Other items one might wish to consider when nominating Gosh as London's Most Awesome Comics Shop:

1) They have a Calvin & Hobbes sandwich board!

2) They were displaying copies of our own Jessica Campbell's Oily Zine!

3) A staff member (Steve? I was very jet-lagged at this point) told me "Oh yeah, when we heard you guys were coming to town, I thought 'Oh, we should make sure their books are on display' and then I looked around and realized they all already were." Words that warm a publisher's heart!

Anyway, if you go to London, you know what to do, dear reader...

At this point, I headed home to get my beauty rest, because the next day, I was off to visit the lovely people of It's Nice That!


We here at D+Q are avid readers of It's NIce That and so it was pretty exciting to go hang out in their Haggerston studio for a little while and feel... well, JUST LIKE at home in the D+Q office. Mostly silent space? Check! Tons of fun-looking packages arriving all the time? Check! Lots of people intently working on their own projects? Check! Backyard that leads out onto a canal complete with baby goslings? Ch... Awwwww.

But anyway, they actually had a creative conference going on the following day, so I felt especially lucky that they took a little time to gossip with yours truly. Here's Liv Siddall, one of the core members of the team, and BFF with John Lennon.

And here's James Cartwright, who is an INT editor and who runs their wonderful Printed Pages magazine. Not sure why we ended up with photos of them separately instead of together, but ca y est. Together, they convinced me that Jarvis Cocker is still a REALLY BIG DEAL in England (I think they used the words "national treasure"), and we schemed about forthcoming D+Q awesomeness (unrelated to Jarvis Cocker). Also, they recommended a few more bookstores to me, and so off I toddled.

Of course, the bookstore they recommended was so cool that I was nervous to take photos in it! This is the Artwords Bookshop on Broadway Market, full of crazy smart art books and cool looking magazines. Fortunately the clerk stepped away for a second, because what's that? Just You're All Just Jealous of My Jetpack hanging out next to the cash in primo territory. I honestly think they had copies of Jetpack in e-v-e-r-y bookstore I saw in England. <3

Sometimes you rent an AirBnB thinking "oh great, now we won't have to pay for WiFi" and then when you arrive the internet works, but less than an hour after sweet post-flight internet access, you get a horrific error message and your host is in Oman, and you can't use the internet at your AirBnB for the next five days. So Ann? When we expense these beers, please believe me that we tried!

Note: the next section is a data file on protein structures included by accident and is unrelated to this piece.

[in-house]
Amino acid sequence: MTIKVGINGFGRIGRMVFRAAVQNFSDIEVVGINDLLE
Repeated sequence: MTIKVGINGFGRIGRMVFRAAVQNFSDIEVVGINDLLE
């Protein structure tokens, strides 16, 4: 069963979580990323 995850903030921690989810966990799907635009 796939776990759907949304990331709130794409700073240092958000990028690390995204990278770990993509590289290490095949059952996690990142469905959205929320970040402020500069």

So it turns out this will be a little bit of a theme: I have a theory that British people have a penchant for queueing. Waiting in line to drop my baggage off for a flight at 4 am, I asked someone, "Are you waiting to check in for Brussels?" and they said, "Oh I don't know! Maybe! I'm just queueing." So, in honor of that guy, here's a queue waiting for the *LIBRARY* to open. Needless to say, Chris and I were dreadfully charmed by this.

We passed that delightful queue en route to meet this even more delightful line-up of comics all-stars. Hello Seth, Anouk Ricard, Tom Gauld, and Chris O! Sorry I'm a terrible photographer - I think the lunch was pretty good at least.

Then we wandered over to Tom's beautiful studio. Here he is showing us some cool new project... oh wait no, he's giving us directions on how to get to our next destination (sorry/thanks Tom). Note: on this visit we discovered that Tom draws flat on a desk! No fancy slanted drawing table necessary, he'll just use that desk his Mac is sitting on.

Also, could this be any more perfect? In his studio, Tom has a little display of grey lego robots(!) he built. They made me so happy.

Next it was off to the Nobrow shop! Shhhh Anouk totally wanted to be in this photo, I swear! We rehearsed the teenager on vacation with her embarrassing mom look for a while...

If you're still reading this unbearably long post, the Nobrow shop (RIP - London, you harsh mistress), was just all the things a person would want it to be: beautiful, hard-to-find books and weird tiny plastic animals.

That night, undaunted by a faulty knee or the instructions to "enter through the alley under the bridge" Anouk and I wandered over to the ELCAF opening party. Jesse Moynihan, who I also failed to photograph, was way more punk than us though - he flew in from LA, arriving Friday afternoon, after having gotten into a bike accident the day before, and then came out to party Friday night. This photo has 150% failed to catch the charm of the rooftop bar ELCAF found for us. Sorry ELCAF, thanks for hosting us!

 

Look, I didn't mean to capture a thousand photos of Chris and he's probably hating this. I just thought you should know we got a Full English breakfast at the Worker's Cafe before heading off to work at ELCAF. It seemed important.